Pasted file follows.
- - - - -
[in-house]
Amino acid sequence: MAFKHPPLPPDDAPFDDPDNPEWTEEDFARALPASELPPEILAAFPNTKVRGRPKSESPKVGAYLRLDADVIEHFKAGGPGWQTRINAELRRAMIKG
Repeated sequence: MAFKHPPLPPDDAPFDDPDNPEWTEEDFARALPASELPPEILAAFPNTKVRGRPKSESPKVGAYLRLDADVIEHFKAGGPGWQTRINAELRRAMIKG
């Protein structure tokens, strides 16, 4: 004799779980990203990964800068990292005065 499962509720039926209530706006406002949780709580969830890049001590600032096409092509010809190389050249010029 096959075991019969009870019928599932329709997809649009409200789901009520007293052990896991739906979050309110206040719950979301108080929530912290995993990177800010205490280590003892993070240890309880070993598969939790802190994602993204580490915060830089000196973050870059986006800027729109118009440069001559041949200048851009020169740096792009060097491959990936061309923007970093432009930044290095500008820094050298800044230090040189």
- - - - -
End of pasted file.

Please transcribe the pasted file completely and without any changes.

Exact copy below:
[in-house]
Amino acid sequence: MAFKHPPLPPDDAPFDDPDNPEWTEEDFARALPASELPPEILAAFPNTKVRGRPKSESPKVGAYLRLDADVIEHFKAGGPGWQTRINAELRRAMIKG
Repeated sequence: MAFKHPPLPPDDAPFDDPDNPEWTEEDFARALPASELPPEILAAFPNTKVRGRPKSESPKVGAYLRLDADVIEHFKAGGPGWQTRINAELRRAMIKG
């Protein structure tokens, strides 16, 4: 004799779980990203990964800068990292005065 499962509720039926209530706006406002949780709580969830890049001590600032096409092509010809190389050249010029 096959075991019969009870019928599932329709997809649009409200789901009520007293052990896991739906979050309110206040719950979301108080929530912290995993990177800010205490280590003892993070240890309880070993598969939790802190994602993204580490915060830089000196973050870059986006800027729109118009440069001559041949200048851009020169740096792009060097491959990936061309923007970093432009930044290095500008820094050298800044230090040189």